THE HAWKWEED PROPHECYAuthor: Irena Brignull
Source: ARC via Publisher
Publisher: Weinstein Books
Publication Date: September 6, 2016
Rating: 2.5/5 stars
Poppy Hooper and Ember Hawkweed couldn’t lead more different lives. Poppy is a troubled teen: moving from school to school, causing chaos wherever she goes, never making friends or lasting connections. Ember is a young witch, struggling to find a place within her coven and prove her worth. Both are outsiders: feeling like they don’t belong and seeking escape.
Poppy and Ember soon become friends, and secretly share knowledge of their two worlds. Little do they know that destiny has brought them together: an ancient prophecy, and a life-changing betrayal. Growing closer, they begin to understand why they’ve never belonged and the reason they are now forever connected to each other.
Switched at birth by the scheming witch Raven Hawkweed, Poppy and Ember must come to terms with their true identities and fight for their own place in the world. Enter Leo, a homeless boy with a painful past who – befriending them both – tests their love and loyalty. Can Poppy and Ember’s friendship survive? And can it withstand the dark forces that are gathering?
Purchase:This one was alright. I didn't really like it or dislike it and honestly I can't think of anything so special about it that I need to mention it in this review. The magic was super cool, the characters were boring, and I thought the plot was overdone which made it fizzle out at the end because I couldn't stay interested. I would suggest picking this one up at the library rather than purchasing it for yourself.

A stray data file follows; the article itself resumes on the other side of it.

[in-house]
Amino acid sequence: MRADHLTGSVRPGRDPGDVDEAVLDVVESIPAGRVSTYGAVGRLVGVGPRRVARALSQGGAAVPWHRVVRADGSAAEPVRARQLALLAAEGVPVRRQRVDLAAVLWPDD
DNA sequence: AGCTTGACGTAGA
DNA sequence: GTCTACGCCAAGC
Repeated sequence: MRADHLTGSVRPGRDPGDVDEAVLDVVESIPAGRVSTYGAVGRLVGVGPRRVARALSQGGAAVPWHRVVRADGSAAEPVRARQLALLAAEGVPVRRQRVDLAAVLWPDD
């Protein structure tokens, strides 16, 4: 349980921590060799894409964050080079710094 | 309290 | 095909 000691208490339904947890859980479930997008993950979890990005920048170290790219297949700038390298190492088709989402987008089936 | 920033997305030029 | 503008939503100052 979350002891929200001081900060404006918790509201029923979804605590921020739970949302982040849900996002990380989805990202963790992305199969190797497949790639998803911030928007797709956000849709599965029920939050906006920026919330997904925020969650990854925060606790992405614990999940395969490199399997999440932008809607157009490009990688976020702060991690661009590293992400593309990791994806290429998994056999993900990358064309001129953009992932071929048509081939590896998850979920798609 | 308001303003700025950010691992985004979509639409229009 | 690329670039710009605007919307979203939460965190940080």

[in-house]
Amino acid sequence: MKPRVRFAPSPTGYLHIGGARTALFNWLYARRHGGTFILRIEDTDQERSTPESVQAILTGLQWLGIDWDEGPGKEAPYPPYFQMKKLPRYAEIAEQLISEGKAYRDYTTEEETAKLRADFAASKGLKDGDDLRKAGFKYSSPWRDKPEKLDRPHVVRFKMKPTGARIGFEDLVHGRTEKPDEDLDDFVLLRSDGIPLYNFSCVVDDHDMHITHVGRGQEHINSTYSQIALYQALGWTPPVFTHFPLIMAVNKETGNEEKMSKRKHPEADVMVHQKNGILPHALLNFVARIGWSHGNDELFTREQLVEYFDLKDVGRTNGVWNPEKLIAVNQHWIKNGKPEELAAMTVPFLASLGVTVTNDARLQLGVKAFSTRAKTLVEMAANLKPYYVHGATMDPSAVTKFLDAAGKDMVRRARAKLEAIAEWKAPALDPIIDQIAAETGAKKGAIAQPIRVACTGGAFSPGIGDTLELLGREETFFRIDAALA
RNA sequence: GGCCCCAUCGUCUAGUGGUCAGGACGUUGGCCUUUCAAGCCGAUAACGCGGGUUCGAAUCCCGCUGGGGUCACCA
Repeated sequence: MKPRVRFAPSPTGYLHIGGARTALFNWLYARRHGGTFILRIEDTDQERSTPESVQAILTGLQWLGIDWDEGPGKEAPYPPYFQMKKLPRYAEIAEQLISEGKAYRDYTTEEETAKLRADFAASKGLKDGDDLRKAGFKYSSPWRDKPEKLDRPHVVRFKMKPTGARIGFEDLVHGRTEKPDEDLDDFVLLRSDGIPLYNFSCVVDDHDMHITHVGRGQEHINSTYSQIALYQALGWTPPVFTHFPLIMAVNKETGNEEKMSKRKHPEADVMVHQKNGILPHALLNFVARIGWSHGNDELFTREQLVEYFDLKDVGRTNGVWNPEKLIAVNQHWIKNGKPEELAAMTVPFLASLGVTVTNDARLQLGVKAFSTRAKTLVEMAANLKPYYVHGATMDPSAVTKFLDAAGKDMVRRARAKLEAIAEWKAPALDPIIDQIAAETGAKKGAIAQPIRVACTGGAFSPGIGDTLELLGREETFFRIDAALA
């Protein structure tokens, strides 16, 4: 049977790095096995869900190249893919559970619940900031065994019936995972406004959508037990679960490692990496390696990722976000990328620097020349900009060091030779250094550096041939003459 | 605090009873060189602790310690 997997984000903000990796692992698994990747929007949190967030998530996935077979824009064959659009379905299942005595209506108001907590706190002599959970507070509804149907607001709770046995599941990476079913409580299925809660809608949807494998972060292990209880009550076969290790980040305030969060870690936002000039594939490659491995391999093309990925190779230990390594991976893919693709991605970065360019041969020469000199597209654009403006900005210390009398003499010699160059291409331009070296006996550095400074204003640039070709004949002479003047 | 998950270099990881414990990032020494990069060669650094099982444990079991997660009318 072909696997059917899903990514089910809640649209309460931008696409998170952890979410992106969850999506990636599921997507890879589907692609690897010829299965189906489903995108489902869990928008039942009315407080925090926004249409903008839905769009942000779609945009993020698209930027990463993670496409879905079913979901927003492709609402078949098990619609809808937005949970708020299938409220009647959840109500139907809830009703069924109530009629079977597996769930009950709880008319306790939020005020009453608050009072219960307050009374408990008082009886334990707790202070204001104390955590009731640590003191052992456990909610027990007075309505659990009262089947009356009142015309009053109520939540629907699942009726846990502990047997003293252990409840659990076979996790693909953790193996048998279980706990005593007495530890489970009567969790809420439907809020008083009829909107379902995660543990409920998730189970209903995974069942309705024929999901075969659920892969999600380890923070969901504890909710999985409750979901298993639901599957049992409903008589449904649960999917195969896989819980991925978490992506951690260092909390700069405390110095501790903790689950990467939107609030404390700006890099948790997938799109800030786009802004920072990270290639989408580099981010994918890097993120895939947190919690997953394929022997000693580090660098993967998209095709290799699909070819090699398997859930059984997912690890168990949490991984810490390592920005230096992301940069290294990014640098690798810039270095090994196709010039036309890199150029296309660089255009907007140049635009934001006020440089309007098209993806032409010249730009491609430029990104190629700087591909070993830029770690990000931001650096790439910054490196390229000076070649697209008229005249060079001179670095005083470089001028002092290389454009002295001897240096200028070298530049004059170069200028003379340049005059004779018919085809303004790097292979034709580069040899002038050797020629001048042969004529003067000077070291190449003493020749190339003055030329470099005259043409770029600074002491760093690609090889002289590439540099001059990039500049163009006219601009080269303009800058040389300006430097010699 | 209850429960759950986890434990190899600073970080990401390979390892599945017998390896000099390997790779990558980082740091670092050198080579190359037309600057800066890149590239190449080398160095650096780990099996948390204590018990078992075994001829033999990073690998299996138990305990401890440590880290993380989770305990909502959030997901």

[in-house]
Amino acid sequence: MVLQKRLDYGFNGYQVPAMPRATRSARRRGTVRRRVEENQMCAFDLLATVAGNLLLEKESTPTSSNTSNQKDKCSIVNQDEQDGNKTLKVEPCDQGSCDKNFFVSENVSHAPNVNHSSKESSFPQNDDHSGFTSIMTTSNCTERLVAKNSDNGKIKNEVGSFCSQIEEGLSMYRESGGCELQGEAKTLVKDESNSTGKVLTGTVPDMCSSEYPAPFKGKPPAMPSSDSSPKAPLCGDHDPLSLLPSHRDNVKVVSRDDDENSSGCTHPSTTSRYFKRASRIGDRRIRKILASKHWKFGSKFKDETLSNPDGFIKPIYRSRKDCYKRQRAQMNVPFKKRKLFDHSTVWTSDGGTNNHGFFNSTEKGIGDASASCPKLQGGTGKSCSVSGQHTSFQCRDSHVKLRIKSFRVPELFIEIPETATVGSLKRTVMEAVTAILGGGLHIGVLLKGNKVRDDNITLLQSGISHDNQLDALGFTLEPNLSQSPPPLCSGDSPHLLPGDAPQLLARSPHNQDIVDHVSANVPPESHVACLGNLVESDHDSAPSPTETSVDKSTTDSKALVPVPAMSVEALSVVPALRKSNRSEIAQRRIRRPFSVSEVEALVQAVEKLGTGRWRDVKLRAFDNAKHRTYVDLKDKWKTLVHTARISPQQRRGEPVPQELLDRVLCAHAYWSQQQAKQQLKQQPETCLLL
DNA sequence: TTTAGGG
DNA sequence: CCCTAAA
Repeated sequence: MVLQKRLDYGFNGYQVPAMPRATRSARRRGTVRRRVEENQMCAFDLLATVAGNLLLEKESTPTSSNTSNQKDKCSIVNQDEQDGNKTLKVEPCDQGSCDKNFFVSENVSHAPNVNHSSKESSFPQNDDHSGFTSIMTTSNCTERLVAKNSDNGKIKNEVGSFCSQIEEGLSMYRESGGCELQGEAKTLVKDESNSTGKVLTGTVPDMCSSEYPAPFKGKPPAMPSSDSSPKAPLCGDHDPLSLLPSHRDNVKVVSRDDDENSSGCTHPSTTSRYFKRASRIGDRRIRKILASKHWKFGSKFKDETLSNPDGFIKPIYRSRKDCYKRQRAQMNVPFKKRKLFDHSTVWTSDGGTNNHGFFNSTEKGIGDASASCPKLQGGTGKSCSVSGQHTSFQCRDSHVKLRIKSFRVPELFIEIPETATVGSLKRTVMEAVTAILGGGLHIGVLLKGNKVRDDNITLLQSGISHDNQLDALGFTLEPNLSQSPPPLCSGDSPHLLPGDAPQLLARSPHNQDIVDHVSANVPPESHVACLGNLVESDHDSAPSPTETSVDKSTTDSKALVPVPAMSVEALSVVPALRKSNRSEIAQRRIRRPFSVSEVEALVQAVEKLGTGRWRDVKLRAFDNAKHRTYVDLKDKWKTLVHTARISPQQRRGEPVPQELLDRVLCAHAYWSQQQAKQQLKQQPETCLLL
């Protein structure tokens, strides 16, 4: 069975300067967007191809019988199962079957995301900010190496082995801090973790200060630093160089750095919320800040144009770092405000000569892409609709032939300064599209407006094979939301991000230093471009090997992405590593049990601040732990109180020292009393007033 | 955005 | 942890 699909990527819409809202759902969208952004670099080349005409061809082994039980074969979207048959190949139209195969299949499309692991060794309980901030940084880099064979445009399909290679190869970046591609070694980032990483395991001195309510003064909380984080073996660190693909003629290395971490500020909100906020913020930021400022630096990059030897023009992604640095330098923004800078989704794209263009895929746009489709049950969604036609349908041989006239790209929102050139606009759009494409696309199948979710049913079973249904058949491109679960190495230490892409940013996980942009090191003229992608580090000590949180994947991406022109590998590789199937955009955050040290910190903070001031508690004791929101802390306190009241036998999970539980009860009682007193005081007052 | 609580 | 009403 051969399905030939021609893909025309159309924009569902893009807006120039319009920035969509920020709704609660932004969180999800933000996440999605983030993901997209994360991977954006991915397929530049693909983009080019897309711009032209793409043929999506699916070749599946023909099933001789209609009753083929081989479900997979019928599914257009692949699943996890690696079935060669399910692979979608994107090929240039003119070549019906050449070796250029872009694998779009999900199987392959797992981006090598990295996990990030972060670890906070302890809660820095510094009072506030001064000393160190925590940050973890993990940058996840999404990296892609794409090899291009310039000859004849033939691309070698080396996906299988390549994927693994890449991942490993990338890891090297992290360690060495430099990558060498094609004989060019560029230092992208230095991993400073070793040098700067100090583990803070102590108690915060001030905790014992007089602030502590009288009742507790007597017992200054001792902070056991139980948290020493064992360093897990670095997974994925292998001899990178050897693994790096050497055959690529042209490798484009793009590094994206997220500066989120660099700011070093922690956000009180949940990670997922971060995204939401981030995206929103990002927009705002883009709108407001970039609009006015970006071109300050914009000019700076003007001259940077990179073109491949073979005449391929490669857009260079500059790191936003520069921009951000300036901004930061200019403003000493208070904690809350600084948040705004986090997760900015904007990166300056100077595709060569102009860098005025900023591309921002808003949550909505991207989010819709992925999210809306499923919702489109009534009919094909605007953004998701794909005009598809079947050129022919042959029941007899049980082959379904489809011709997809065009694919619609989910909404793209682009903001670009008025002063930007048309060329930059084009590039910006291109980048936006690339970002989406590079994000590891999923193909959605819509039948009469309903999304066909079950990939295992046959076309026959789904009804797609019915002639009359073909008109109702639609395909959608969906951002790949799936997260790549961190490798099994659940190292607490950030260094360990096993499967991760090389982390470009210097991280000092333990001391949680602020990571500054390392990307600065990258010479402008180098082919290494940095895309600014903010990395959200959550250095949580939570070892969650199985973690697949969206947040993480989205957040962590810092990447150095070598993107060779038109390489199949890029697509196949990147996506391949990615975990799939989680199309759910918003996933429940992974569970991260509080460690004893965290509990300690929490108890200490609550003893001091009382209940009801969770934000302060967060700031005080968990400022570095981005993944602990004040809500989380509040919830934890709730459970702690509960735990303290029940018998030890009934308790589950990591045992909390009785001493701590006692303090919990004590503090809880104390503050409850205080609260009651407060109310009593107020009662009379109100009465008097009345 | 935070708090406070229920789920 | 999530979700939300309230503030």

This one wasn't really memorable to me: I actually keep forgetting that I have read it. The characters weren't anything remarkable, the set up was pretty typical, and I felt like it didn't really add anything to the Fantasy genre. It hit all the right elements and ticked off all the boxes it needed to but it didn't really turn my crank. I think I liked the idea of it better than the actual execution of it, sadly.
Honestly I think the most interesting aspect of this book was that Leo was homeless. I feel like we don't really see a lot of that in Fantasy books and it was great to have that representation in a book where people don't usually see real life represented. I think I almost would have liked to know more about Leo or Sorrel. They were the only characters worth remembering in this one.